Feasibility case-controlled study of day-case haemorrhoidectomy
Article first published online: 20 DEC 2001
ANZ Journal of Surgery
Volume 71, Issue 11, pages 652–654, November 2001
How to Cite
Lam, T. Y. D., Lam, S. C. W. and Kwok, S. P. Y. (2001), Feasibility case-controlled study of day-case haemorrhoidectomy. ANZ Journal of Surgery, 71: 652–654. doi: 10.1046/j.1445-1433.2001.02235.x
- Issue published online: 20 DEC 2001
- Article first published online: 20 DEC 2001
- Accepted for publication 20 June 2001.
- day surgery;
Introduction: Haemorrhoidectomy is traditionally an inpatient procedure. With many benefits, the day-surgery arrangement is an attractive alternative. The feasibility of day-surgery haemorrhoidectomy was explored and the hospital days were calculated in a case controlled design.
Methods: A single surgeon’s experience of day-surgery haemorrhoidectomy between 1 July 1999 and 31 March 2000 was compared with inpatient haemorrhoidectomy during the same period. The operations were performed at United Christian Hospital Department of Surgery, Hong Kong (a government-funded public hospital). Statistical tests were applied where appropriate.
Results: There were 30 day-surgery and 15 inpatient haemorrhoidectomies. The groups were comparable in terms of age, gender, severity of haemorrhoids, method and duration of haemorrhoidectomy, blood loss, residual haemorrhoids, duration of follow up and unplanned readmission rate. Significantly more day-patients received general than spinal anaesthesia. Twenty-six of 30 (87%) patients were successfully discharged after day surgery. Two were admitted for transient fever (< 24 h), one for micturition syncope and one for acute urinary retention. There were four unplanned readmissions after day surgery: one for pain and three for secondary bleeding. All stopped spontaneously. All three unplanned readmissions after inpatient surgery were for secondary bleeding. All stopped spontaneously. Patient stay was significantly shorter for day surgery (1 ± 1 day) than for the inpatient arrangement (4 ± 1.6 days).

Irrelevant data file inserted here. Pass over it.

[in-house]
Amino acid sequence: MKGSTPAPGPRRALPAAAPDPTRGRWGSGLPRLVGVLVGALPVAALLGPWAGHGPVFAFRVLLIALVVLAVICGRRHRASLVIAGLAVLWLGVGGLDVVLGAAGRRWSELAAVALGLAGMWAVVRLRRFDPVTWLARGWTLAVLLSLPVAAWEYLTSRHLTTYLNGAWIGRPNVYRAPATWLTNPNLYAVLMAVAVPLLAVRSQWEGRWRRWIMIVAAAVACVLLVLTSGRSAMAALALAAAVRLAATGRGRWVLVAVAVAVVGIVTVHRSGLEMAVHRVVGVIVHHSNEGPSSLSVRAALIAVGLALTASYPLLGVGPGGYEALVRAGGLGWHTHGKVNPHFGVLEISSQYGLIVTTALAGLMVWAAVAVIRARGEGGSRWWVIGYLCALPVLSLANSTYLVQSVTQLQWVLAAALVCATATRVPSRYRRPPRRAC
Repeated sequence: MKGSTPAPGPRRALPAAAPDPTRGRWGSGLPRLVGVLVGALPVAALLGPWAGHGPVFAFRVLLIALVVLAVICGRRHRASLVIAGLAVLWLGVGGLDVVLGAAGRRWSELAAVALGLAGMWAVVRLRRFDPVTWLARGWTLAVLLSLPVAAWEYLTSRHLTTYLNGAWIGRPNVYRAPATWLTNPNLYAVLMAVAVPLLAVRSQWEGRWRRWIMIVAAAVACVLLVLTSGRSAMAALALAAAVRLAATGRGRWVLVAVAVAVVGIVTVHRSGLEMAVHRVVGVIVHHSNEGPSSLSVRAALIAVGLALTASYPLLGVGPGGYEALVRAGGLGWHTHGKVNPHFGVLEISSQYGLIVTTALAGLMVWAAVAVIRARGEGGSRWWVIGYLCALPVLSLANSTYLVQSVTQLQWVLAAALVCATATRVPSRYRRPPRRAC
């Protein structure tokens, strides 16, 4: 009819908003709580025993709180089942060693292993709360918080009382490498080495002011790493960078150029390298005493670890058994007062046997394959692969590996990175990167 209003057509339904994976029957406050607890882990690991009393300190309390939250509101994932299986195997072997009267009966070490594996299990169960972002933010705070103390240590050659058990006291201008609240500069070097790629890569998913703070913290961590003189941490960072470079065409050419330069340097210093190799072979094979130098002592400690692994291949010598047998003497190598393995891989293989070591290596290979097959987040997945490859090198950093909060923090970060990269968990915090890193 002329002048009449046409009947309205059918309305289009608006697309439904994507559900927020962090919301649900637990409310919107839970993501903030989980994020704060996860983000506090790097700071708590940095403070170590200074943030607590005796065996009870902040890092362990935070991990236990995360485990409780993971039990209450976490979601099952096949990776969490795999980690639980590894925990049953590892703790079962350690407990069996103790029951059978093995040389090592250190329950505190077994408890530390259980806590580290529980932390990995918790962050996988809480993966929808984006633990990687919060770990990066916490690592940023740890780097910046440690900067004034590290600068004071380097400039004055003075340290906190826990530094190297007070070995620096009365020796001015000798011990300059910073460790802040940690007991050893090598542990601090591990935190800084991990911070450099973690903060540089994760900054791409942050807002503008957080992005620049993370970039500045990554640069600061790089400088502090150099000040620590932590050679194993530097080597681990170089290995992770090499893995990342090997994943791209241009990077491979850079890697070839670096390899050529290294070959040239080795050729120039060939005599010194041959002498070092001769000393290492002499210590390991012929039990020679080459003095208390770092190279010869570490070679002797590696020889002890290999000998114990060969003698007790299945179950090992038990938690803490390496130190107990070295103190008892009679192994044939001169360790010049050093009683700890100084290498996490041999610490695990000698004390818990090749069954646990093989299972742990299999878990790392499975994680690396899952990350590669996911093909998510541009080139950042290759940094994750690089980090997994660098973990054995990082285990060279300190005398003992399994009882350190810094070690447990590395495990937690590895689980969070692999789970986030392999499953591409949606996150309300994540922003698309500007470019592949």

Conclusion: Day-surgery haemorrhoidectomy is feasible. The significantly shorter hospital stay implies savings in public medical expenses.